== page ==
Rachel Roddy’s recipe for gnocchi with gorgonzola | food


While there are fresh pasta shapes in my book An AZ of Pasta, it leans more heavily towards dried. This means that the most common (unwritten) instruction is to buy a packet of pasta. Even when I wrote about a fresh pasta shape demanding a certain amount of dexterity (and time) – a process I enjoyed immensely – I also enjoyed writing, “Go and buy it”, because a packet of fresh lasagne sheets, nests of tagliatelle, belly-button tortellini or potato gnocchi (pressing endearingly up against the packaging plastic like kids in a car) is a wonderful reassurance that there will be dinner in eight minutes.

For this week’s recipe, buy two packets of potato gnocchi. Alternatively, you can make the gnocchi yourself. Which – and I don’t want to put anyone off here – turned out to be one of the more demanding shapes when writing the book. Both in terms of its ancestry, which is cloudy, and the etymology of the word, which is almost as complicated as macaroni, but also in a practical sense.

I have been making gnocchi for years, mostly with potato (but also ricotta and spinach, with other roots, semolina, flour) and relatively successfully and quite confidently. But then, when writing and testing for the book, I fell apart. I was reminded of a story that Nigella Lawson tells in How To Eat. How, as a child, she would help her mum make mayonnaise once, sometimes twice a week, so had no idea it was meant to be tricky or cause for concern. She carried this confidence into her adult life. Until, one day, someone asked her how she managed to be so free and breezy about mayonnaise – didn’t she worry it would split? And from that day on, with the idea that something could go wrong instilled, she couldn’t make mayonnaise.

I fell apart! But then the Tuscan writer Pellegrino Artusi picked me up with his good advice – and his memorable description of gnocchi dissolving like aspirin. The type of potato is important – they should be gialle (yellow) and compatte, sode e poco farinose, compact, firm and not very floury. Floury or mealy potatoes dissolve like an aspirin in water, even if you add egg. What is even better than the right type of potatoes is the right age: older ones are best. A common note in gnocchi advice columns is “il nemico è l’acqua” (the enemy is water). One way to ensure less water is to use older potatoes, because some of their moisture content will have shriveled away. And then make sure not to add more during cooking, by boiling 1kg potatoes whole, so they don’t get waterlogged. Another thing I have found to be important is working fast. Of course, the potatoes need to cool, but as soon as they are cool enough to handle, peel them, then either mash or press through a ricer.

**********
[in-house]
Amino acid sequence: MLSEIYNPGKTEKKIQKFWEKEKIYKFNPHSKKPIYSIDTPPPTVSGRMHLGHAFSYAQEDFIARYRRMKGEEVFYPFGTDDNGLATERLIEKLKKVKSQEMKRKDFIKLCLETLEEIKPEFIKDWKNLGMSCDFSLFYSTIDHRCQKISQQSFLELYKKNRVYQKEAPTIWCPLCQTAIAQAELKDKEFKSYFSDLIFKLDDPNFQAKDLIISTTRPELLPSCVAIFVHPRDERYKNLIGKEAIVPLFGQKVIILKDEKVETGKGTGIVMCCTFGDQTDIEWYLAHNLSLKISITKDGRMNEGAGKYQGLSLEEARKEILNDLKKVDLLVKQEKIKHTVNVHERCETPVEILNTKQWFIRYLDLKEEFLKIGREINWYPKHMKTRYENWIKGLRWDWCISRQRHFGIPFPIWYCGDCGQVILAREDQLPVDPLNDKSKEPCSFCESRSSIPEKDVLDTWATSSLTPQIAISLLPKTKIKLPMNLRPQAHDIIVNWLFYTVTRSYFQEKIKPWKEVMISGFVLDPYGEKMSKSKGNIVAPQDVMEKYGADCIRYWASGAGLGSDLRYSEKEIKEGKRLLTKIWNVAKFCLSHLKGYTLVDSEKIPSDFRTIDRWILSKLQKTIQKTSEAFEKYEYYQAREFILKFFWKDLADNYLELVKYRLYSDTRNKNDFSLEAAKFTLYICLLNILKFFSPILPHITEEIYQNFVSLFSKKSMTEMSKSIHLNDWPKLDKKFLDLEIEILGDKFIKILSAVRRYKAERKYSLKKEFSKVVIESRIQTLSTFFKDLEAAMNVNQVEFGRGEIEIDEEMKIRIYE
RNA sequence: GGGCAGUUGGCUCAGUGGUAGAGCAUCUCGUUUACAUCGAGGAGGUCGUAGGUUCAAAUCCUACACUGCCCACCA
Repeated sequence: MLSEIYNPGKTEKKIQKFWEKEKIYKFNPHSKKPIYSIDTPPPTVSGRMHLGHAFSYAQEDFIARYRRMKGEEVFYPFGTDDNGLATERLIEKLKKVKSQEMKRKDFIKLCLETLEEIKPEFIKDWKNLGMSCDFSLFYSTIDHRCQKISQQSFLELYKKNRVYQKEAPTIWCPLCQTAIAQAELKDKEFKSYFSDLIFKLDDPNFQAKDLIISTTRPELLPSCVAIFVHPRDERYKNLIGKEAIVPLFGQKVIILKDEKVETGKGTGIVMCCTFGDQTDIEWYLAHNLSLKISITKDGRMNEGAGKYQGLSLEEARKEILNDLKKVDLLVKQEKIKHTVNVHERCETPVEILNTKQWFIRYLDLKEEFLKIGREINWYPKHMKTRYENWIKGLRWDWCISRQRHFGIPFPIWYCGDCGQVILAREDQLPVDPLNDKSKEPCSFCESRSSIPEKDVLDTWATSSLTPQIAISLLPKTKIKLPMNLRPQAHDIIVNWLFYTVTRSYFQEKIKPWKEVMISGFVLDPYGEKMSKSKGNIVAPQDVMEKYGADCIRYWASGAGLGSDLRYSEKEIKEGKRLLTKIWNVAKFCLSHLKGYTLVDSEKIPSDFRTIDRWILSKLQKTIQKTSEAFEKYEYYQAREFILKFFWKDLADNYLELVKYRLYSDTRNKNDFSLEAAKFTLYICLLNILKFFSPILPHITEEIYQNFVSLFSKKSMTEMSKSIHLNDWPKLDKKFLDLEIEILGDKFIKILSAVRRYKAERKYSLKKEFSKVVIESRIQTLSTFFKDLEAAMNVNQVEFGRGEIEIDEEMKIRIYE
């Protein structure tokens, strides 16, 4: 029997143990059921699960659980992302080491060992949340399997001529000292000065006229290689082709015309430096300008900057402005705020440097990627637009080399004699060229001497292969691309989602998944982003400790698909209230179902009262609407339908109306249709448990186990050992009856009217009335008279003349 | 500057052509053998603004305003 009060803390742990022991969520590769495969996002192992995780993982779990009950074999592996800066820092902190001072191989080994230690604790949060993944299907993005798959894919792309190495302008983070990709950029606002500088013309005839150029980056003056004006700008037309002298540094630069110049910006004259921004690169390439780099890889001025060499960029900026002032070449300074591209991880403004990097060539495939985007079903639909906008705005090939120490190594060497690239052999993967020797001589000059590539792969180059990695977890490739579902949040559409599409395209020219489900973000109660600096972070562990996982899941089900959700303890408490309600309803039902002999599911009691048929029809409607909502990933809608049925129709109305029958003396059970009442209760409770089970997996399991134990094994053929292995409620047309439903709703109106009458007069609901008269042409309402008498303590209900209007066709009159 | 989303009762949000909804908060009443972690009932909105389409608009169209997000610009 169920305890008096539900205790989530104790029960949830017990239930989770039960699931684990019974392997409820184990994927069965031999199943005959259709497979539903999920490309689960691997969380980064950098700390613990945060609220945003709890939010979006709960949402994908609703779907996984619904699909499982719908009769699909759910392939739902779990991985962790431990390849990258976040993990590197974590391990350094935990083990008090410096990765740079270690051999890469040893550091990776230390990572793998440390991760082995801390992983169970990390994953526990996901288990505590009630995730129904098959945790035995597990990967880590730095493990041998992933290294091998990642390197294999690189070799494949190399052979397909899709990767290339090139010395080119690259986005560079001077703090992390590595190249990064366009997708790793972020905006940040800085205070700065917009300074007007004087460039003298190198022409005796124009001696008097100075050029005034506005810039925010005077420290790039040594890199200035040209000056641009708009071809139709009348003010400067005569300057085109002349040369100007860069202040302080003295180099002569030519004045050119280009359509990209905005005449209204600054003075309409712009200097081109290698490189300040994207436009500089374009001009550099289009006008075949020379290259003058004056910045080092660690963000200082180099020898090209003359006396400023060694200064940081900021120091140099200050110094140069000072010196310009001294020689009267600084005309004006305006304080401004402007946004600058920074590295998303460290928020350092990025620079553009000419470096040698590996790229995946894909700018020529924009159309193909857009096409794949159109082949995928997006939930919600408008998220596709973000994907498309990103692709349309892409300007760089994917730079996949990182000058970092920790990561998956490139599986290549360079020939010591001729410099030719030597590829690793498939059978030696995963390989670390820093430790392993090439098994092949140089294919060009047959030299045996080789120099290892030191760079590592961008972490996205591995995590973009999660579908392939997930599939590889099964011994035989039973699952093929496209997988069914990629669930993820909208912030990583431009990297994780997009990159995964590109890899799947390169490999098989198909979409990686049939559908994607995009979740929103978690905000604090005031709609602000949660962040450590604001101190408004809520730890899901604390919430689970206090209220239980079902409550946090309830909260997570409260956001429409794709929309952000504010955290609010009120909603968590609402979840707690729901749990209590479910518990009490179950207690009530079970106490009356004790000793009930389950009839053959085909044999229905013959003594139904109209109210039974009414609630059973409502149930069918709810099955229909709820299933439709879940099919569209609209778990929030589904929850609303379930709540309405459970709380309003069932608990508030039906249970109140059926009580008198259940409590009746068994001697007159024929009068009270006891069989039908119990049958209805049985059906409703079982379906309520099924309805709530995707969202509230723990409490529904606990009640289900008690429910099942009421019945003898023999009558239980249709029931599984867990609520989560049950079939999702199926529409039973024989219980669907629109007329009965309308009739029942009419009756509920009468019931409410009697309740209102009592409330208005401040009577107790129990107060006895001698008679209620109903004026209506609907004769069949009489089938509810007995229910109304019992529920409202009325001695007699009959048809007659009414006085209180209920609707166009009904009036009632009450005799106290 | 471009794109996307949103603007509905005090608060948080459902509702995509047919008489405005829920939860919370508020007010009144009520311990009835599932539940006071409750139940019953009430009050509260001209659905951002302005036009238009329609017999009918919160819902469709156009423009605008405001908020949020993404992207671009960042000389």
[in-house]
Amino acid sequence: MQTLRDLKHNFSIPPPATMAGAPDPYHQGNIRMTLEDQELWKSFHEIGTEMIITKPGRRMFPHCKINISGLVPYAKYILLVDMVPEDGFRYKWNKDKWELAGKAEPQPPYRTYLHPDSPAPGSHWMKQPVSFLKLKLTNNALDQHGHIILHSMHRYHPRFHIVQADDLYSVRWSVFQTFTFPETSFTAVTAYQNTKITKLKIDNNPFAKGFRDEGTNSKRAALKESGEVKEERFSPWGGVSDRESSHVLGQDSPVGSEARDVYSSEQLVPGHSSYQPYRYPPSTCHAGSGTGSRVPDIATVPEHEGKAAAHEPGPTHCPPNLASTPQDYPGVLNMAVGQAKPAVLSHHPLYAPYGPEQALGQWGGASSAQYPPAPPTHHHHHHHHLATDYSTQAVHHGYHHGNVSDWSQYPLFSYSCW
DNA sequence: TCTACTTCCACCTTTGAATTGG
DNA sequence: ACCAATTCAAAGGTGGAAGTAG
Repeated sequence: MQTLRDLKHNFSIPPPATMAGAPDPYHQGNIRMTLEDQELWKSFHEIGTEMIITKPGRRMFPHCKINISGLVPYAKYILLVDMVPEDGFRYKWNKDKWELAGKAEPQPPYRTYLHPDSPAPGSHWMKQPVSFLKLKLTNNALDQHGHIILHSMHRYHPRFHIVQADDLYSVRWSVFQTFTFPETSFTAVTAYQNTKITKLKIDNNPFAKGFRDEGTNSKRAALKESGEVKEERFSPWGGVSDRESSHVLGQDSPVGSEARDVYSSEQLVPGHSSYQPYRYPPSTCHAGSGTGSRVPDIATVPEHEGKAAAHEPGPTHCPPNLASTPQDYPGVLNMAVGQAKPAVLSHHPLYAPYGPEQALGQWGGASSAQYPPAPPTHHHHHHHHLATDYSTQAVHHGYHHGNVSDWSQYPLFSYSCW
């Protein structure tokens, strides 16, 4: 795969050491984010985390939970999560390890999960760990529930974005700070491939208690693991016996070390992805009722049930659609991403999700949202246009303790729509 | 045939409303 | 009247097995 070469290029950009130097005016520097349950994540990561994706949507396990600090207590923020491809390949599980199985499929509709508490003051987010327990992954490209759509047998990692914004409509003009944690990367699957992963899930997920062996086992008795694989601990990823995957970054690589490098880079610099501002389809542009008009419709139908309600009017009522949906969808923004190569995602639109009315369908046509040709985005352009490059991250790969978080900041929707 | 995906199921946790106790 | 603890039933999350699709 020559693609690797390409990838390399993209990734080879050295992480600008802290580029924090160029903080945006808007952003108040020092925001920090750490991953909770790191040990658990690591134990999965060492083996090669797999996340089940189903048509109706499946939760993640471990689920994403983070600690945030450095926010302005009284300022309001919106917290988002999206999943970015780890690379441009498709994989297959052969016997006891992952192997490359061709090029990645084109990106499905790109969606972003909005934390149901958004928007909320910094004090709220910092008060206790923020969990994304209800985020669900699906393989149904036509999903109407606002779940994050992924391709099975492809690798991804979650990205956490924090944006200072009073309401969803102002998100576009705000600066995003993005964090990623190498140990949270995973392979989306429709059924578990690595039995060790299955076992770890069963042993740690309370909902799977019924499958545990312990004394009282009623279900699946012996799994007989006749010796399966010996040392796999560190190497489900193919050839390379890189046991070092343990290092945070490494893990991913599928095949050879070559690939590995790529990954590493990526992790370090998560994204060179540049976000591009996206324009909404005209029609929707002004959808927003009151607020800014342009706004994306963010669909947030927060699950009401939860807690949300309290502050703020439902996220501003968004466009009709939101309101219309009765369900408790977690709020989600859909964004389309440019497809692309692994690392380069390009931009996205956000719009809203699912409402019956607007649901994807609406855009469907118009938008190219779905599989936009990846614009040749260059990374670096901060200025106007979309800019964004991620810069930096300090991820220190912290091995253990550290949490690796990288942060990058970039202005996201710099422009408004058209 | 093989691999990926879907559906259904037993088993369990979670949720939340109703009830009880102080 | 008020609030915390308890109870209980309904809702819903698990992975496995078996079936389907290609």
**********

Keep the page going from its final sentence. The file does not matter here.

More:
I am writing from a Roman perspective and I am not light-handed; my aim is not the ethereal puffs that some describe; rather, they’re the sturdy potato gnocchi that can stand a bit of rough and tumble, both in the making and in the pan. To the pile of riced potato, I add 300g plain flour and an egg, which is like bike stabilizers for dumplings. When you have worked everything into a dough, on a floured board, cut off apple-sized lumps, roll these into thick, firm cords, then cut into 1cm-long nuggets. You will now have made about 1 kg of gnocchi. For four, unless you are very hungry, you should estimate 800g in total (put the extra third on a flat plate and into the freezer. Once it is hard, store in a sealed bag and cook from frozen). Lift the other two-thirds on to a tea towel dusted with flour.

Cook the gnocchi in salted, boiling water (a steady boil, not a rolling one; they are not going to dissolve, but don’t take any chances) until they float to the surface. Using a slotted spoon, lift out, letting the water drip off, then put on a platter and pour over the gorgonzola sauce, for a silky dinner in eight or nine minutes, you decide.

Gnocchi with gorgonzola

prep 5 minutes
cook 10 minutes
servings 4

100ml whole milk
100ml single cream
200g gorgonzola
cut into cubes
30g grated parmesan,
plus extra for the top
A few sage leaves
Salt and black pepper
800g potato gnocchi
(bought or homemade – see method above)

Bring a pan of water to a boil. In another pan, warm the milk, cream, gorgonzola, parmesan and sage, and cook, stirring, until thick. Taste and season, then keep warm while you cook the gnocchi.

Add salt to the boiling water and stir. Tip the gnocchi into the water – they are ready when they float to the surface. Lift out with a slotted spoon, allowing water to fall away, then transfer to a large platter. Pour over the sauce and serve immediately, with more parmesan for those who want it.

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